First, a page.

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  1. Achieved Relative Intervention Strength: Models and Methods Chris S. Hulleman David S. Cordray Presentation for the SREE Research Conference Washington, DC March 5, 2010

  2. Overview • Conceptual Framework • Definitions and Importance • Indexing Fidelity as Achieved Relative Strength (ARS) • Three examples • Lab and Field Experiments • Reading First • Practical Considerations and Challenges • Questions and discussion

  3. Definitions and Implications Fidelity The extent to which the implemented Tx (tTx) was faithful to the intended Tx (TTx) Measure core intervention components Achieved Relative Strength (ARS) The difference between implementedcausal components in the Tx and C tTx – tC ARS is a default index of fidelity Implications Infidelity reduces construct, external, and statistical conclusion validity

  4. Treatment Strength Outcome .45 .40 .35 .30 .25 .20 .15 .10 .05 .00 TTx 100 90 85 80 75 70 65 60 55 50 Infidelity t tx Achieved Relative Strength = 0.15 (85)-(70) = 15 tC “Infidelity” TC ExpectedRelative Strength = TTx - TC = (0.40-0.15) = 0.25

  5. Indexing Fidelity as Achieved Relative Strength Intervention Strength = Treatment – Control Achieved Relative Strength (ARS) Index • Standardized difference in fidelity index across Tx and C • Based on Hedges’ g (Hedges, 2007) • Corrected for clustering in the classroom (ICC’s from .01 to .08) • See Hulleman & Cordray (2009)

  6. Indexing Fidelity Average • Mean levels of observed fidelity (tTx) Absolute • Compare observed fidelity (tTx) to absolute or maximum level of fidelity (TTx) Binary • Yes/No treatment receipt based on fidelity scores • Requires selection of cut-off value

  7. Assessing Implementation Fidelity in the Lab and in Classrooms: The Case of a Motivation Intervention Examples 1 and 2

  8. The Theory of Change INTEREST MANIPULATED RELEVANCE PERCEIVED UTILITY VALUE PERFORMANCE Fidelity Measure: Quality of participant responsiveness (0 to 3 scale) Model Adapted from: Eccles et al. (1983); Hulleman et al. (2009)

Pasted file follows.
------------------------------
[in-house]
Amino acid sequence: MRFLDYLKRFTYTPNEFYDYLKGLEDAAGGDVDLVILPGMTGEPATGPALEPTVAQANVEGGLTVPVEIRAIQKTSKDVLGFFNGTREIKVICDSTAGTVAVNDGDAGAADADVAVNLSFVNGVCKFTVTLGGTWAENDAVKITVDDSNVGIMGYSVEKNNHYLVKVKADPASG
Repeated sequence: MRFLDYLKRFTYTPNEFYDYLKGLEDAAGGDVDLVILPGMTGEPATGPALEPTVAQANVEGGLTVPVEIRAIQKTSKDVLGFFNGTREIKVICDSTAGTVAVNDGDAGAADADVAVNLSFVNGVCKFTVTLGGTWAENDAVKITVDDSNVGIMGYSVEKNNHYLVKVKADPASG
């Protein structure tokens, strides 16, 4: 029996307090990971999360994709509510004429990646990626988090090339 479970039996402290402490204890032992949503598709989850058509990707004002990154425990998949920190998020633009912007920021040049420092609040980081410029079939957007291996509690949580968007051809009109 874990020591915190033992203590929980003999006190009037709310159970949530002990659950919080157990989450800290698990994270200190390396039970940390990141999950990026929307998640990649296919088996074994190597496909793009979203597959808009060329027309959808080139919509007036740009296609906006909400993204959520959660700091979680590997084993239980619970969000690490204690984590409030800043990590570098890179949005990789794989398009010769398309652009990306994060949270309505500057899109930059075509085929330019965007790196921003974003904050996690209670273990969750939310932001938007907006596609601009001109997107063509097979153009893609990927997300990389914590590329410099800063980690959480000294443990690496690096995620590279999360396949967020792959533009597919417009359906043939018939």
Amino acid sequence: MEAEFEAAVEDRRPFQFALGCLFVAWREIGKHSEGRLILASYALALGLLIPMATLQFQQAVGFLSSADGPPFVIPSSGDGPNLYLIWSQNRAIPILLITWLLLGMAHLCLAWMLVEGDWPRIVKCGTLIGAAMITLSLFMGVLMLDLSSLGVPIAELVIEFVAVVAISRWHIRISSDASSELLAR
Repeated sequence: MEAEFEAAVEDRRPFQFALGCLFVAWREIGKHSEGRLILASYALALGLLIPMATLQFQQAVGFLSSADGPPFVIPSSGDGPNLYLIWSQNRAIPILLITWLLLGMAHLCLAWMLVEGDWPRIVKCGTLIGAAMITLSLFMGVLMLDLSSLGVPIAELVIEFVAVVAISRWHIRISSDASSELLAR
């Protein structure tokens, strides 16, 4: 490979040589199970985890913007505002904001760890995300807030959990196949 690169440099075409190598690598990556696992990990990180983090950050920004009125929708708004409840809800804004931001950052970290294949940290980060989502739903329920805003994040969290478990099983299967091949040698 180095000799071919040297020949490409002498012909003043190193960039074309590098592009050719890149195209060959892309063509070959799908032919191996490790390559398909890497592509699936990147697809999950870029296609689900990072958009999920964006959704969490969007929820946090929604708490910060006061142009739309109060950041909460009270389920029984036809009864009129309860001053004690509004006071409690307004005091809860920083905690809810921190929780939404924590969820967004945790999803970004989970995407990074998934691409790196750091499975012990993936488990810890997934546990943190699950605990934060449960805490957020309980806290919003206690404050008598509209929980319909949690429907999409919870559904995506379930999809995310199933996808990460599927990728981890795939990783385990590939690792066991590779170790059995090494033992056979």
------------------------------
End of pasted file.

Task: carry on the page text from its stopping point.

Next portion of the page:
9. Achieved Relative Strength Indices

  10. Average ARS Index Fidelity Achieved Relative Strength = 1.32 Treatment Strength 100 66 33 0 3 2 1 0 TTx Infidelity t tx (0.74)-(0.04) = 0.70 tC Infidelity TC

  11. Assessing Implementation Fidelity in a Large-Scale Policy Intervention: The Case of Reading First Example 3

  12. In Education, Intervention Models are Multi-faceted (from Gamse et al., 2008) Use of research-based reading programs, instructional materials, and assessment, as articulated in the LEA/school application 1)Teacher use of instructional strategies and content based on five essential components of reading instruction 2) Use of assessments to diagnose student needs and measure progress 3) Classroom organization and supplemental services and materials that support five essential components Teacher professional development in the use of materials and instructional approaches

  13. From Major Components to Indicators… Indicators Major Components Sub-components Facets Scheduled block? Block Instructional Time Actual Time Reported time Reading Instruction Instructional Material Instructional Activities/Strategies Support for Struggling Readers Assessment Professional Development

  14. Reading First Implementation: Specifying Components and Operationalization Adapted from Moss et al. 2008

  15. Reading First Implementation: Some Results Adapted from Gamse et al. (2008) and Moss et al. (2008)

  16. Linking Fidelity to Outcomes

  17. ARS: How Big is Big Enough? *Averaged over 1st, 2nd, and 3rd grades (Gamse et al., 2008).

  18. What Do I Do With Fidelity Indices? Start with: • Scale construction, aggregation over model sub-components and components Use as: • Descriptive analyses • Causal analyses (Intent-to-Treat: ITT) • Explanatory (AKA exploratory) analyses • E.g., LATE, Instrumental variables, TOT Except for descriptive analyses, most approaches are relative new and not fully tested

  19. In Practice…. • Identify core intervention components • e.g., via a Model of Change • Establish bench marks for TTX and TC • Measurement • Determine indicators of core components • Derive tTx and tC • Develop scales • Convert to ARS • Incorporate into intervention analyses • Multi-level analyses (Justice, Mashburn, Pence, & Wiggins, 2008)

  20. Some Challenges Intervention models • Often unclear • Scripted vs. Unscripted Measurement • Novel constructs • Multiple levels • Aggregation (within and across levels) Analyses • Weighting of components • Uncertainty about psychometric properties • Functional form not always known

  21. Summary of Key Points • Identify and measure core components • Fidelity assessment serves two roles: • Average causal difference between conditions • Using fidelity measures to assess the effects of variation in implementation on outcomes • Post-experimental (re)specification of the intervention • ARS: How much is enough? • Need more data!

  22. Thank You Questions and Discussion